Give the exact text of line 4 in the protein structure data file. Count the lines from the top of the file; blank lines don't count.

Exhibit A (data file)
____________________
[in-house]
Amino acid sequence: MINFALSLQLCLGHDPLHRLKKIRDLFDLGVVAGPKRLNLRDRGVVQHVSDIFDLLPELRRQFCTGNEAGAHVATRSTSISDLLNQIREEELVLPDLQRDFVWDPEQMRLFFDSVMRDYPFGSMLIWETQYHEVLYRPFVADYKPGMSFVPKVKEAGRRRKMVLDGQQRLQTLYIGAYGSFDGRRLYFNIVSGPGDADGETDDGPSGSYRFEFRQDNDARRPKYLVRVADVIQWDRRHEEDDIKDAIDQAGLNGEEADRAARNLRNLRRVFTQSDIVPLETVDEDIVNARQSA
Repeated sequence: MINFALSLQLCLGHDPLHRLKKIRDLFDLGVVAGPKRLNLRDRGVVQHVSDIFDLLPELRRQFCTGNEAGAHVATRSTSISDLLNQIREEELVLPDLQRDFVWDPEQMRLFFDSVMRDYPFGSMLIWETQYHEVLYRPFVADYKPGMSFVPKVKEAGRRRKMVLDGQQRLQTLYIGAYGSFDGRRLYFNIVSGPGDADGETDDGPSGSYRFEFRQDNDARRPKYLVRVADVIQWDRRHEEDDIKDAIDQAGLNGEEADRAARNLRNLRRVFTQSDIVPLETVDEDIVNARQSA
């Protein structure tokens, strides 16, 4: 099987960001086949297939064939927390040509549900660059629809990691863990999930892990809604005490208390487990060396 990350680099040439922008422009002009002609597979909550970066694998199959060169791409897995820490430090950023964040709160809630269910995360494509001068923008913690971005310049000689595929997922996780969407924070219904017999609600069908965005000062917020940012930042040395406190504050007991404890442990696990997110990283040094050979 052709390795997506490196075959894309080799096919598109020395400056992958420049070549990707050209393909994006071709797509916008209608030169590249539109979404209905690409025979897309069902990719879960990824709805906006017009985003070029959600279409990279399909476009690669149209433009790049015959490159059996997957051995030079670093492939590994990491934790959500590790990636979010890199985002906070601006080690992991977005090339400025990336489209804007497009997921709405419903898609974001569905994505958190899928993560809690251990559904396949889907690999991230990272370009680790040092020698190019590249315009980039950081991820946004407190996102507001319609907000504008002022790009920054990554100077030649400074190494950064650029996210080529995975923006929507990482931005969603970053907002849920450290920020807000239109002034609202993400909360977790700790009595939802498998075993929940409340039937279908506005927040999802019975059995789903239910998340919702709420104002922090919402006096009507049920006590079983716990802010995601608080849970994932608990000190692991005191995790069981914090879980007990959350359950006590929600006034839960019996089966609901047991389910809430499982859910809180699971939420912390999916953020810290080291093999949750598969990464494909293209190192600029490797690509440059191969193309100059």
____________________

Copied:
């Protein structure tokens, strides 16, 4: 099987960001086949297939064939927390040509549900660059629809990691863990999930892990809604005490208390487990060396 990350680099040439922008422009002009002609597979909550970066694998199959060169791409897995820490430090950023964040709160809630269910995360494509001068923008913690971005310049000689595929997922996780969407924070219904017999609600069908965005000062917020940012930042040395406190504050007991404890442990696990997110990283040094050979 052709390795997506490196075959894309080799096919598109020395400056992958420049070549990707050209393909994006071709797509916008209608030169590249539109979404209905690409025979897309069902990719879960990824709805906006017009985003070029959600279409990279399909476009690669149209433009790049015959490159059996997957051995030079670093492939590994990491934790959500590790990636979010890199985002906070601006080690992991977005090339400025990336489209804007497009997921709405419903898609974001569905994505958190899928993560809690251990559904396949889907690999991230990272370009680790040092020698190019590249315009980039950081991820946004407190996102507001319609907000504008002022790009920054990554100077030649400074190494950064650029996210080529995975923006929507990482931005969603970053907002849920450290920020807000239109002034609202993400909360977790700790009595939802498998075993929940409340039937279908506005927040999802019975059995789903239910998340919702709420104002922090919402006096009507049920006590079983716990802010995601608080849970994932608990000190692991005191995790069981914090879980007990959350359950006590929600006034839960019996089966609901047991389910809430499982859910809180699971939420912390999916953020810290080291093999949750598969990464494909293209190192600029490797690509440059191969193309100059």